The driver involved in Spain's worst train wreck in decades has refused to respond to police questioning, according to authorities. Spanish police are looking to see whether the driver was going at a reckless speed.
As Spain begins to mourn the loss of at least 78 people, killed in Spain's worst train wreck in decades on Wednesday, police have begun searching for answers for the crash.
Friday's questioning of Francisco Jose Garzon Amo, however, did not go smoothly.
"The driver has refused to answer the police authorities," a police spokesman told the AFP news agency, adding that the case will now "proceed to a judicial process as soon as possible."
A spokeswoman for the supreme court in the Galicia region said the driver had not yet been charged and that evidence was being gathered.
"We're collecting elements to be used as evidence, videos, audios and all the technical work that is being done on the train," she said.
The train's black box, for example, was located on Friday and is expected to shed more light on the accident's cause.
While still trapped in the crash on Wednesday, Garzon Amo had initially told railway officials that the train had taken the curve at 190 kilometers per hour (118 miles per hour), more than double the speed limit for that section of track.
No automatic brakes
The section of track where the crash occurred was lacking the more advanced European Train Control System that automatically slows trains if they are going faster than the permitted speed.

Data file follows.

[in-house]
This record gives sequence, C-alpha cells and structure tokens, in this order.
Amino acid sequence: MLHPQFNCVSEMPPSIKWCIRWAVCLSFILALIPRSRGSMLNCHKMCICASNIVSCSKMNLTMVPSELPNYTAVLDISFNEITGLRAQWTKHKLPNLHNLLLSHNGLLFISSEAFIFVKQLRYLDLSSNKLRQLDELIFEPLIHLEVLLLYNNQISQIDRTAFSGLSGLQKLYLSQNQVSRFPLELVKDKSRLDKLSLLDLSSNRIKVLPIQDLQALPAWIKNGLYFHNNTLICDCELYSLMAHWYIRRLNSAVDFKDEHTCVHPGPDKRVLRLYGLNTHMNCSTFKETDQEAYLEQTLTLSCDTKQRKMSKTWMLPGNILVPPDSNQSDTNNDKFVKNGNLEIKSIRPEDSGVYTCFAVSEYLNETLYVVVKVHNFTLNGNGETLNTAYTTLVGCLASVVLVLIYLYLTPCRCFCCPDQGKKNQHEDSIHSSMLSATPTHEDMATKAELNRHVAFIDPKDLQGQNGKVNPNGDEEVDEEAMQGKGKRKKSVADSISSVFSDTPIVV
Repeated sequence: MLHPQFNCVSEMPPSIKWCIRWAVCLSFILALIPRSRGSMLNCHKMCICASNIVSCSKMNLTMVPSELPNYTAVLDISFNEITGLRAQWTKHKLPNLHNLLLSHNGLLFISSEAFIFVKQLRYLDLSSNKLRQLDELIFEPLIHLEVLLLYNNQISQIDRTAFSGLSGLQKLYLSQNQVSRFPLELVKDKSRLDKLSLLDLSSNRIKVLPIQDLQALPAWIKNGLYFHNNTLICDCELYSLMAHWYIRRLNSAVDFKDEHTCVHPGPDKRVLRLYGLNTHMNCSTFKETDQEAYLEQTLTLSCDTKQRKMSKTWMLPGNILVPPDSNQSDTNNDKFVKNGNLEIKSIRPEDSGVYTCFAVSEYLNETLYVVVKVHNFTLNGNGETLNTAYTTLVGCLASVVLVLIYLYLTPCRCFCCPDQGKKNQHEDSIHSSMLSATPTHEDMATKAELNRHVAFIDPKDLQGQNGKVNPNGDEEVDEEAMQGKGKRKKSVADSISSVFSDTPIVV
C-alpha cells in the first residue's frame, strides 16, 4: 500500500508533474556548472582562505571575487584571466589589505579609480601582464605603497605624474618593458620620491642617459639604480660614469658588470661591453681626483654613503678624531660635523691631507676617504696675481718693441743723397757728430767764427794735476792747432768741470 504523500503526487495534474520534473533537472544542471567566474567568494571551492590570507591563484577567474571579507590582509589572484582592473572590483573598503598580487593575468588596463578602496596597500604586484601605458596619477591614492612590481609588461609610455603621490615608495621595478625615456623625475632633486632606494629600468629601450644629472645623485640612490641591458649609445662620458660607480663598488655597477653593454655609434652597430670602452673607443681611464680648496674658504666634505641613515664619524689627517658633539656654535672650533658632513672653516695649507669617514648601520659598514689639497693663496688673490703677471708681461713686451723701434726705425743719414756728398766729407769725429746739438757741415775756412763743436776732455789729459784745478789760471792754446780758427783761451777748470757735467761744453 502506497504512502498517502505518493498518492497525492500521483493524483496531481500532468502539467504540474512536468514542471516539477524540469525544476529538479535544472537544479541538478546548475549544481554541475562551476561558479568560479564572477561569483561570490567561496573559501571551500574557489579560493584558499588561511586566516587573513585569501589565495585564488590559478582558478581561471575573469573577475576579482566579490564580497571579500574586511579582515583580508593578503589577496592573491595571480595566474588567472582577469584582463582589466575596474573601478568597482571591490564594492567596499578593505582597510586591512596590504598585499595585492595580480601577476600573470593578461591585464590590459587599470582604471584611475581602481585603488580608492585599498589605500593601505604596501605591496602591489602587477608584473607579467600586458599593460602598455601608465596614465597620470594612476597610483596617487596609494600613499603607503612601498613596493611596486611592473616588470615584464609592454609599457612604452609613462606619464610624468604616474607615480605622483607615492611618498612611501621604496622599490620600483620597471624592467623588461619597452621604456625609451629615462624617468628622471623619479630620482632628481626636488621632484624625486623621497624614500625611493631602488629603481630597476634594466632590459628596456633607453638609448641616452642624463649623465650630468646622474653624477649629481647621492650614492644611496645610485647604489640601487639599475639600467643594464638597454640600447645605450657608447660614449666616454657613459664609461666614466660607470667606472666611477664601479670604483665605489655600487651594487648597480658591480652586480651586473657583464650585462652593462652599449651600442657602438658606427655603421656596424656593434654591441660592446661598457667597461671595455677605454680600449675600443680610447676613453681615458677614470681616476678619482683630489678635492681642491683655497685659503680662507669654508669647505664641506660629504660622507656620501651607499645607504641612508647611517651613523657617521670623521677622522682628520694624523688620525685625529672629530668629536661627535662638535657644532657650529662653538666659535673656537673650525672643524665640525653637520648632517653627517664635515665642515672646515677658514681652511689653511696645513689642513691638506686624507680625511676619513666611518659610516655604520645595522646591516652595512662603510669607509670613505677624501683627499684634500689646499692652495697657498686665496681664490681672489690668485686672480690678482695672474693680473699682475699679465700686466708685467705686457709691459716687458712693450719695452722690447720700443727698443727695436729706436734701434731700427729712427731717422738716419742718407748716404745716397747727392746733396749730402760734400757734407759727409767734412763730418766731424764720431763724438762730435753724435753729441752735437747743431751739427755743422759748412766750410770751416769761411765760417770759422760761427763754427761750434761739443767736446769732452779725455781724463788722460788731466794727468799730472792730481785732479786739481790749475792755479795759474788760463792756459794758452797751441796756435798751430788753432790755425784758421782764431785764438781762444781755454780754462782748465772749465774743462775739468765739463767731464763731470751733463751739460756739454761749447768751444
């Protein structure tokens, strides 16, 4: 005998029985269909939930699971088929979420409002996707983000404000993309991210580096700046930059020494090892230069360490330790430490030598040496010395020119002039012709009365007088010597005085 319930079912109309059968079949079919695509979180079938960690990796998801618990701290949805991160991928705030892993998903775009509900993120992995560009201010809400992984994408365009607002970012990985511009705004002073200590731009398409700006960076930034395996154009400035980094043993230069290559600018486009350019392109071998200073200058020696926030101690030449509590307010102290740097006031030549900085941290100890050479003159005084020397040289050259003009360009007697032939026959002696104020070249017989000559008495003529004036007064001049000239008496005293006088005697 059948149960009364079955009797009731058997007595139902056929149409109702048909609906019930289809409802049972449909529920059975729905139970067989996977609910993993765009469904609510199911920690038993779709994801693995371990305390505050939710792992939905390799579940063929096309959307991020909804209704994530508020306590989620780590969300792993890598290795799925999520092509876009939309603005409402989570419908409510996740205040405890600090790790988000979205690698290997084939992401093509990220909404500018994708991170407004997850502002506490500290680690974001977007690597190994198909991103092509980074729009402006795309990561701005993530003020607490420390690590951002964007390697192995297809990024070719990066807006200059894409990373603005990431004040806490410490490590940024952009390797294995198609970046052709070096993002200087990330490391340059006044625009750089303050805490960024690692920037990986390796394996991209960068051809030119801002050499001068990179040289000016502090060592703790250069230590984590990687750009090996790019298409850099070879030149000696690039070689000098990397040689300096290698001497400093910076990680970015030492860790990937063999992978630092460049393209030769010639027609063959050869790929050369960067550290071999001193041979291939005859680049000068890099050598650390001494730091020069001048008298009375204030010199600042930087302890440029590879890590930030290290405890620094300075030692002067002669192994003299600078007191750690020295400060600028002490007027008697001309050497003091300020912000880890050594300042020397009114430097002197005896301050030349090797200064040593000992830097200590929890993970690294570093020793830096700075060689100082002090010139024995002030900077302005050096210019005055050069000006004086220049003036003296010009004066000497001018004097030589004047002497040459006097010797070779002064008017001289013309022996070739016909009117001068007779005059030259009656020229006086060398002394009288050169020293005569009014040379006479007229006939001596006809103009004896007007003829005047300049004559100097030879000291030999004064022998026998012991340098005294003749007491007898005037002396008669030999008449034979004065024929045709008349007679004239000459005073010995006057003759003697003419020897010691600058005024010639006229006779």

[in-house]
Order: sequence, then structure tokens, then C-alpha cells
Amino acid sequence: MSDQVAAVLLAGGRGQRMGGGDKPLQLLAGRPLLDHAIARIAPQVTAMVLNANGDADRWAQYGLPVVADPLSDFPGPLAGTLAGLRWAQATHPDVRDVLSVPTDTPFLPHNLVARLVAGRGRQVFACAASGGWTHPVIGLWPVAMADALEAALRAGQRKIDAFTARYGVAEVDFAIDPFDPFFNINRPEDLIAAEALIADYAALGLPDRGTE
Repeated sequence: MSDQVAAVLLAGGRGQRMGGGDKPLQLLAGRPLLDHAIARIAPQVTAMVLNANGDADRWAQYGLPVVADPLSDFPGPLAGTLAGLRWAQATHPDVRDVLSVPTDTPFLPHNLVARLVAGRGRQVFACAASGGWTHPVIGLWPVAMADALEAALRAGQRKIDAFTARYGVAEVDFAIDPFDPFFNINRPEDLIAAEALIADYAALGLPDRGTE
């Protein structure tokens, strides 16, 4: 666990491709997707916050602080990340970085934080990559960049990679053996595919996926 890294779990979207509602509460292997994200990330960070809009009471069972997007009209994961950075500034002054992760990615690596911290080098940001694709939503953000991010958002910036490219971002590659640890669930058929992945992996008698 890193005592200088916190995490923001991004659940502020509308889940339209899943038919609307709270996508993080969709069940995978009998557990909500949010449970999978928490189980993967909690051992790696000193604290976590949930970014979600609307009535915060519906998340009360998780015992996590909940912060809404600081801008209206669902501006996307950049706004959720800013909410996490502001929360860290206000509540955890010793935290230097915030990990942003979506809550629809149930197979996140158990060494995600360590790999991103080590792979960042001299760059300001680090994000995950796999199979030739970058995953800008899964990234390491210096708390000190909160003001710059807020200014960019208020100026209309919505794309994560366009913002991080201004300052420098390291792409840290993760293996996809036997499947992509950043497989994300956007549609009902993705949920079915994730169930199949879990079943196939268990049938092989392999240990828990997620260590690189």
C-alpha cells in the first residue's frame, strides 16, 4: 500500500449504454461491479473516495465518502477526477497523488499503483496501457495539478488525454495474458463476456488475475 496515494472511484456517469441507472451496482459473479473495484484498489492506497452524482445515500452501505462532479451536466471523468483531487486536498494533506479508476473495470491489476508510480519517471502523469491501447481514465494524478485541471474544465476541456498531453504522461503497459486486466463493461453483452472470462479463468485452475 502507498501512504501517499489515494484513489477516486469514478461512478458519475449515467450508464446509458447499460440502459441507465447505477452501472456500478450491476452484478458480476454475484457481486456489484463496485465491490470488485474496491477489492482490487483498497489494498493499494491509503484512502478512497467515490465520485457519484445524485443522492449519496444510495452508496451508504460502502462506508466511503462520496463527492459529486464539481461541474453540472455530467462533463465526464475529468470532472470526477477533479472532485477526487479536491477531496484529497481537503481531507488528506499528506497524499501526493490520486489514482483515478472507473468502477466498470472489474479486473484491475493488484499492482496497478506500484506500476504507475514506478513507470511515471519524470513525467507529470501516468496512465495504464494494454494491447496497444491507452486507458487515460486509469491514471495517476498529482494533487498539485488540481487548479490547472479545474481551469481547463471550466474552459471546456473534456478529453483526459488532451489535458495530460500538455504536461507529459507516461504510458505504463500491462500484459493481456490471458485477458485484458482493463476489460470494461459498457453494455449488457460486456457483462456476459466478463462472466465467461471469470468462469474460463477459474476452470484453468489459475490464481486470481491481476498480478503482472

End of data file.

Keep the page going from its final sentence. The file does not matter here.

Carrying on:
The railway company Adif said on Friday that Garzon Amo should have applied the brakes four kilometers before reaching the spot at which the train derailed.
Renfe, the Spanish state train company, said Garzon Amo was a 30-year company veteran who was highly qualified. He had been driving for 10 years, and he had been driving on the line where the accident took place for about a year.
Of the 78 killed, five were foreigners – an American, an Algerian, a Mexican, a Brazilian and a Venezuelan, police said. Six victims remain unidentified, and 95 remain in the hospital.
Despite initial looks into speed and possible recklessness, authorities are being urged to slow down and investigate with "prudence."
Deputy Prime Minister Soraya Saenz de Santamaria said the committee investigating the train crash would "take all the time it needs."
tm/dr (dpa, AFP)
A new doping code is set to come into force worldwide at the start of 2015. In Germany, a new code will also start up, which will place a more demands on the country's own anti-doping authority. And, that costs money.
The two "Bayern-chasers" meet on Sunday looking to edge closer to the German champions. The result in Munich the night before may have a bearing on the outcome of the game in Gladbach.